A Few Simple Ingredients Make a Lovely Home Baked Bread

Chocolate Coffee Can Bread

Special Equipment:

Candy thermometer

Cheesecloth

½ pound metal coffee can (Note: Don’t use one with a coated lining for health
reasons!)

Kitchen string

Ingredients:

Non-stick cooking spray

½ cup milk

2 Tablespoons used coffee grounds

1 teaspoon fast-acting yeast

1 Tablespoon sugar

½ teaspoon kosher salt

¾ cup bread flour, plus an extra cup or so for kneading

¼ cup cocoa powder

2 Tablespoons neutral-tasting oil, such as canola, vegetable, or safflower

1 large egg, at room temperature

Coffee Grounds Bundle

Method:

Spray interior of coffee can thoroughly with non-stick cooking spray and set aside.

Using at least four layers of cheesecloth, cut out a section large enough to hold the
coffee grounds with enough additional space to tie the bundle at the top. Place coffee grounds in center of cheesecloth and tie together securely with kitchen string. (See photo.)

In a large bowl, sift together the flour, cocoa powder, sugar, and salt. In another
small bowl, whisk together the egg and oil. Set both bowls aside.

In a small saucepan, add the milk and bundle of coffee grounds. Warm the milk over
medium heat to reach 110°F on a candy thermometer, pressing occasionally on bundle to release the liquid and infuse the milk with coffee flavor.

Once the milk has reached 110°F, remove from heat, press all liquid from the coffee
bundle, discard coffee bundle, and stir in yeast. Add the milk mixture to the flour mixture, then add the egg mixture and stir until incorporated. You should have a moist, sticky dough at this point. (See photo.)

Flour a large, flat work surface and the exterior of the dough ball generously. Place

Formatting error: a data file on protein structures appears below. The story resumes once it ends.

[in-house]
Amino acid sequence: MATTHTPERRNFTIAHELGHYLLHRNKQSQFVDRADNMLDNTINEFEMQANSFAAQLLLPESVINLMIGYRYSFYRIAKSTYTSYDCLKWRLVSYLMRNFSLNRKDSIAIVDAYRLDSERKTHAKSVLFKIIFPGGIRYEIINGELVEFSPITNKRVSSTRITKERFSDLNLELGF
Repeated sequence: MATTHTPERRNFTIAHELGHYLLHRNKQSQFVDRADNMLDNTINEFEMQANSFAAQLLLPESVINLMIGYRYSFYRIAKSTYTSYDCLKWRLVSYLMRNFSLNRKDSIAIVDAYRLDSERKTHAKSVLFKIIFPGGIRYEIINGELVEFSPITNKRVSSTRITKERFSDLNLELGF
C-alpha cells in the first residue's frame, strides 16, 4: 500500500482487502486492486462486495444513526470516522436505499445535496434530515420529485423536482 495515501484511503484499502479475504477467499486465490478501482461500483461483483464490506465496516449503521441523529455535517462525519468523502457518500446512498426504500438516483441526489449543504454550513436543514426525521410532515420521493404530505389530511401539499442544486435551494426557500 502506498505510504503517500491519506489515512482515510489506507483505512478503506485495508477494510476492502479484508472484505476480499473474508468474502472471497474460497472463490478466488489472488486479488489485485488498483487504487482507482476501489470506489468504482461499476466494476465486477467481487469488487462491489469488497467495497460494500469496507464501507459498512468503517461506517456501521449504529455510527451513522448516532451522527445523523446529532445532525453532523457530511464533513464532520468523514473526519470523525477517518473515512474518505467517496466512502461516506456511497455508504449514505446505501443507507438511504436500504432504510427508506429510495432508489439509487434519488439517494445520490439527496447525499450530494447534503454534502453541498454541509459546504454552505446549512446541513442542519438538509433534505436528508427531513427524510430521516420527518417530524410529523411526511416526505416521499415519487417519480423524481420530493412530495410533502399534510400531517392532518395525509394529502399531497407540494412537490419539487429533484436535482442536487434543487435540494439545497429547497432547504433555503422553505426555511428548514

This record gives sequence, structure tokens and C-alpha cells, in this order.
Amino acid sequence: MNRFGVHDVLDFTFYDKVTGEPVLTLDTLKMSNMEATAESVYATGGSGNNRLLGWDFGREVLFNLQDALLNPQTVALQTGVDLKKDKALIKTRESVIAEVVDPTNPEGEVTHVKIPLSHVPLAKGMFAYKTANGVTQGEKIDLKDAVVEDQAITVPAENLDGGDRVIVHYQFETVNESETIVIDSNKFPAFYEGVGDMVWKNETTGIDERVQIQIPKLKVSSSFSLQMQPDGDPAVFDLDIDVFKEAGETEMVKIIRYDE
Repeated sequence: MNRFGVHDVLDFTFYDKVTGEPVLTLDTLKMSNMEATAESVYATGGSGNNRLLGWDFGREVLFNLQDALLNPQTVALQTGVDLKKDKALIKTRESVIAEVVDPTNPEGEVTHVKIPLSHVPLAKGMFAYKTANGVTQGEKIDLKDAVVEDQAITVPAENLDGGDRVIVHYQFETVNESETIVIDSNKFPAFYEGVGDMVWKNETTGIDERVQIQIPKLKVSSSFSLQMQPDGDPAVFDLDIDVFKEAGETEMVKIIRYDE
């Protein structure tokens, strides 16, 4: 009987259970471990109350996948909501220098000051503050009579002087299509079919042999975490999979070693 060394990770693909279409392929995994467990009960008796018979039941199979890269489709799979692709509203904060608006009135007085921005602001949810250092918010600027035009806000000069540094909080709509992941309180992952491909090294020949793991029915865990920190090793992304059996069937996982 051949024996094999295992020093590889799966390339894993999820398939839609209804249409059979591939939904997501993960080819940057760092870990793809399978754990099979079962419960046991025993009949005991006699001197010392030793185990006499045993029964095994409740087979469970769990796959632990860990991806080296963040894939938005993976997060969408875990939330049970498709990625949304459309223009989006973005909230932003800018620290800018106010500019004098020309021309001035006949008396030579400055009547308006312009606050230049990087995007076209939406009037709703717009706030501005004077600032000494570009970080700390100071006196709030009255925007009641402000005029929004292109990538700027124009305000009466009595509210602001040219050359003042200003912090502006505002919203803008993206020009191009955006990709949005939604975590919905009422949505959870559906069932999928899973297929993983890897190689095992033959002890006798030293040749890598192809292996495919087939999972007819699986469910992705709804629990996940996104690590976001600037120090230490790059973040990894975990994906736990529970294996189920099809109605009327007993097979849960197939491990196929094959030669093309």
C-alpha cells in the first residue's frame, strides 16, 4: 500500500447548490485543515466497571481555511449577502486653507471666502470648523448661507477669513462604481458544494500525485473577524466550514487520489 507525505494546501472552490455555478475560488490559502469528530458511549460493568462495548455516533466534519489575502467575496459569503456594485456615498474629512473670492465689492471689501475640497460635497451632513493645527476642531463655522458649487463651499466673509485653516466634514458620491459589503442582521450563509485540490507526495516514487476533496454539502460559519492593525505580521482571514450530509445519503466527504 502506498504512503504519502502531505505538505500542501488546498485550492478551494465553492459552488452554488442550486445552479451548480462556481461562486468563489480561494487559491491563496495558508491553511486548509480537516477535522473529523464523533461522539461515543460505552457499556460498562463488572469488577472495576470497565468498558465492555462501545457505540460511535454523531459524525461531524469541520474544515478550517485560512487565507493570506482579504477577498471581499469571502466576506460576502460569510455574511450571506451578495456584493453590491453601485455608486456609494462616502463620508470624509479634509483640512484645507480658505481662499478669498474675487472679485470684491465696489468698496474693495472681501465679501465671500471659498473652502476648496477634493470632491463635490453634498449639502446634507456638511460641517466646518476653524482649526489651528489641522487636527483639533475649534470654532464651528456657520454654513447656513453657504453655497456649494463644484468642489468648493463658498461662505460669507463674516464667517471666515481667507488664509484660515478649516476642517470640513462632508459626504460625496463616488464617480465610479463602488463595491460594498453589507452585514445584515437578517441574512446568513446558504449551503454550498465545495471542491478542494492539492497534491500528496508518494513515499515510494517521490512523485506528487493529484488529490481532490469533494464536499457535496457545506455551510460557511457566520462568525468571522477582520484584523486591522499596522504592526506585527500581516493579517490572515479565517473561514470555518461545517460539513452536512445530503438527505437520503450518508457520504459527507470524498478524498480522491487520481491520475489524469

dough on floured surface and begin to knead the dough with floured hands, adding a small amount of flour as needed, just enough to keep the dough from being sticky. Knead dough until smooth and elastic, about 5-6 minutes. Place dough into prepared coffee tin. Cover coffee tin with a clean kitchen towel and set in a warm place for an hour to an hour and a half, or until dough has risen above rim of can. Pre-heat oven to 375°F.

Once dough has risen, place can into the center of the pre-heated oven and bake for 15-20 minutes, or until a cake tester inserted into center of dough comes out clean. Let the bread cool in the can until the can is cool enough to touch. Remove bread and cool thoroughly on a wire rack before slicing, or return to can if giving as a gift.

MaryJunephotoDirectory

Mary June Thompson has been cooking and entertaining for nearly two decades. During this time, her cooking style has expanded and evolved from typical American fare to encompass many different types of cuisines, including Italian, French, Greek, Asian, Mediterranean/North African, and Latin American. Focusing on obtaining the best available ingredients and preparing fresh, healthy dishes with bold flavor defines her cooking style, regardless of cuisine.


Round It Up benefits needy

KNOXVILLE – On Tuesday, November 25, at 10 a.m. the City of Knoxville, KUB and Knoxville-Knox County Community Action Committee will introduce the Round It Up program, a pilot program that will raise funds through customers of KUB to help weatherize the homes of low-income homeowners and renters.

The program was developed in response to the IBM Smarter Cities Challenge report which found that the city has an aging housing infrastructure that consumes energy in excess, often leaving the city’s most vulnerable residents (the elderly, physically disabled, mentally ill and low-income families) with utility bills too large to pay.

The announcement event will include remarks from Knoxville Mayor Madeline Rogero, Knox County Mayor Tim Burchett, CAC Executive Director Barbara Kelly, KUB President and CEO Mintha Roach and KUB board chair Bruce Anderson.